To date, APL-2 has generally been well-tolerated in these patients.  APL-2 has been administered systemically in the Company’s PNH clinical trials with more than 3,800 subcutaneous doses of 270 mg/day or more, representing cumulative systemic exposure of over 525 patient weeks of treatment on APL-2.  No significant infections or thromboembolic events have been observed.   
                                                                                                                 
“We are extremely pleased with these early results from the PADDOCK study,” said Dr. Cedric Francois, MD, PhD, Founder and Chief Executive Officer of Apellis.  “We believe that the results demonstrating broad hematological correction in these patients suggest that APL-2 monotherapy has the potential to be a superior treatment option for patients with PNH.  These interim results are a step forward in our mission to improve the lives of patients suffering from unmet needs in complement mediated conditions.  We look forward to reporting further updates to the ongoing PADDOCK trial in June.”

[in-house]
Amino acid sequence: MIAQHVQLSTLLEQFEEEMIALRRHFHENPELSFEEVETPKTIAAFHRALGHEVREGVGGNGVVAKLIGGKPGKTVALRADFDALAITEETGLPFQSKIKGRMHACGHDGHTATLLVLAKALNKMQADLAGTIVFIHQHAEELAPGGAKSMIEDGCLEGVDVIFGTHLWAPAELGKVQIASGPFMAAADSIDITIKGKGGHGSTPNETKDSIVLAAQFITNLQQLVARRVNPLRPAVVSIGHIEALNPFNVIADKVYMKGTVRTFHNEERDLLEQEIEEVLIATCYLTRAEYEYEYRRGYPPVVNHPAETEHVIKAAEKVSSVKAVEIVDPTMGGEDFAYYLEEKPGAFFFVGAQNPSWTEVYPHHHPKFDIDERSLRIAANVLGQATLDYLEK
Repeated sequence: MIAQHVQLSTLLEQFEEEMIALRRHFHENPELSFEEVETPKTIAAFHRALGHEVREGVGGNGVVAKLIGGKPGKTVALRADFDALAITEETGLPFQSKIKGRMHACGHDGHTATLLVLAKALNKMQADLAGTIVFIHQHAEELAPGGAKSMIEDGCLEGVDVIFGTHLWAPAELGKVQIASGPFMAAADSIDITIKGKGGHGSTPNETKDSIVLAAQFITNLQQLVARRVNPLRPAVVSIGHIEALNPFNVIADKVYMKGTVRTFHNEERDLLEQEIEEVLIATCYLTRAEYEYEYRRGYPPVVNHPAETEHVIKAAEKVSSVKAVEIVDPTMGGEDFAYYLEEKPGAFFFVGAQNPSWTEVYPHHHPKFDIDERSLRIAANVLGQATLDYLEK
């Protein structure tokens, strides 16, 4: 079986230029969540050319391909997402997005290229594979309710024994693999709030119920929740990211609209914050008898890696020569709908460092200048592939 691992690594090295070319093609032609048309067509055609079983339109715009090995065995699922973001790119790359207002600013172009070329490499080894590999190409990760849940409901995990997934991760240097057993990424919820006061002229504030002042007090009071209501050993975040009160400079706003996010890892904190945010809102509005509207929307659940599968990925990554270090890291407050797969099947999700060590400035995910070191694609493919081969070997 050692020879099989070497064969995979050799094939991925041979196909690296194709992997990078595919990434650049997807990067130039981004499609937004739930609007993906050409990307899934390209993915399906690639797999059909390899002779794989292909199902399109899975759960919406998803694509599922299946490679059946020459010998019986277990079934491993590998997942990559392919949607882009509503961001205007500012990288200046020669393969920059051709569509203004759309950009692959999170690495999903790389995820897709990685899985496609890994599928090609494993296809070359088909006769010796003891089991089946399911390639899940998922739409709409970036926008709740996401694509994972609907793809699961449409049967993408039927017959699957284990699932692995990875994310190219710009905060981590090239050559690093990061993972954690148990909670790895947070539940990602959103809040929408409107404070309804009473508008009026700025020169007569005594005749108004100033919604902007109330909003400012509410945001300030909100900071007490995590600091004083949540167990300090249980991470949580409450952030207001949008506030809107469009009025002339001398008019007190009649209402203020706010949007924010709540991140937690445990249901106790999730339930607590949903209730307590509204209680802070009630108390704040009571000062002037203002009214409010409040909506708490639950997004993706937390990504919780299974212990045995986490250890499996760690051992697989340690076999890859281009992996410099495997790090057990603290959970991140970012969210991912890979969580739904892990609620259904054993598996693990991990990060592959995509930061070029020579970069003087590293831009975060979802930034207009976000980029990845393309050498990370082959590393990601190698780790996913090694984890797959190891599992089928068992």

In the second half of 2018, the Company plans to initiate a Phase 3 clinical trial in approximately 70 patients with PNH comparing treatment with APL-2 monotherapy to treatment with eculizumab. Discussions are ongoing with the FDA, the European Medicines Agency (EMA), and the Japanese Pharmaceuticals and Medical Devices Agency (PMDA) regarding details of the clinical data that will be required to support regulatory approval of APL-2 monotherapy as a first-line treatment for PNH.

About the PADDOCK trial